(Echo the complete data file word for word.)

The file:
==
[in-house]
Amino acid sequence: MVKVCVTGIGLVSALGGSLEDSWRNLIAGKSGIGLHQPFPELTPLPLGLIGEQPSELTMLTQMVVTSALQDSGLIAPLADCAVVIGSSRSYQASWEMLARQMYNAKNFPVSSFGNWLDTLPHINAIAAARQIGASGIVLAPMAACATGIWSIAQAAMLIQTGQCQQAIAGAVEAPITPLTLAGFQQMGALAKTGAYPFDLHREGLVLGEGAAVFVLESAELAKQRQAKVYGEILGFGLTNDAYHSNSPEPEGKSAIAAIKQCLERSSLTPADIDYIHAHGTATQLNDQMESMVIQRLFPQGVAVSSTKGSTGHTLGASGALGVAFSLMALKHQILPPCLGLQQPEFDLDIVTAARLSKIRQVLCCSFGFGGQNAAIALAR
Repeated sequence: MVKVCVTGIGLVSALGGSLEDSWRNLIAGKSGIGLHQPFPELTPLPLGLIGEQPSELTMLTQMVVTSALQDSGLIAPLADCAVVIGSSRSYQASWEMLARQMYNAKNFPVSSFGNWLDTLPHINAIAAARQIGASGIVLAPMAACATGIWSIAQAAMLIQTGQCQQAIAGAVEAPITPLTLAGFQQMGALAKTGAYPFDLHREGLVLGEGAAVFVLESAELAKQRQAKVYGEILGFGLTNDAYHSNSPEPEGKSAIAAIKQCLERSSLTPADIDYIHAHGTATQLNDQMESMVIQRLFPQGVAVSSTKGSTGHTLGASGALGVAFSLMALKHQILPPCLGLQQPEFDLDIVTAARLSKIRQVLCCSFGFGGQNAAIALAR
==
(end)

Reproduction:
[in-house]
Amino acid sequence: MVKVCVTGIGLVSALGGSLEDSWRNLIAGKSGIGLHQPFPELTPLPLGLIGEQPSELTMLTQMVVTSALQDSGLIAPLADCAVVIGSSRSYQASWEMLARQMYNAKNFPVSSFGNWLDTLPHINAIAAARQIGASGIVLAPMAACATGIWSIAQAAMLIQTGQCQQAIAGAVEAPITPLTLAGFQQMGALAKTGAYPFDLHREGLVLGEGAAVFVLESAELAKQRQAKVYGEILGFGLTNDAYHSNSPEPEGKSAIAAIKQCLERSSLTPADIDYIHAHGTATQLNDQMESMVIQRLFPQGVAVSSTKGSTGHTLGASGALGVAFSLMALKHQILPPCLGLQQPEFDLDIVTAARLSKIRQVLCCSFGFGGQNAAIALAR
Repeated sequence: MVKVCVTGIGLVSALGGSLEDSWRNLIAGKSGIGLHQPFPELTPLPLGLIGEQPSELTMLTQMVVTSALQDSGLIAPLADCAVVIGSSRSYQASWEMLARQMYNAKNFPVSSFGNWLDTLPHINAIAAARQIGASGIVLAPMAACATGIWSIAQAAMLIQTGQCQQAIAGAVEAPITPLTLAGFQQMGALAKTGAYPFDLHREGLVLGEGAAVFVLESAELAKQRQAKVYGEILGFGLTNDAYHSNSPEPEGKSAIAAIKQCLERSSLTPADIDYIHAHGTATQLNDQMESMVIQRLFPQGVAVSSTKGSTGHTLGASGALGVAFSLMALKHQILPPCLGLQQPEFDLDIVTAARLSKIRQVLCCSFGFGGQNAAIALAR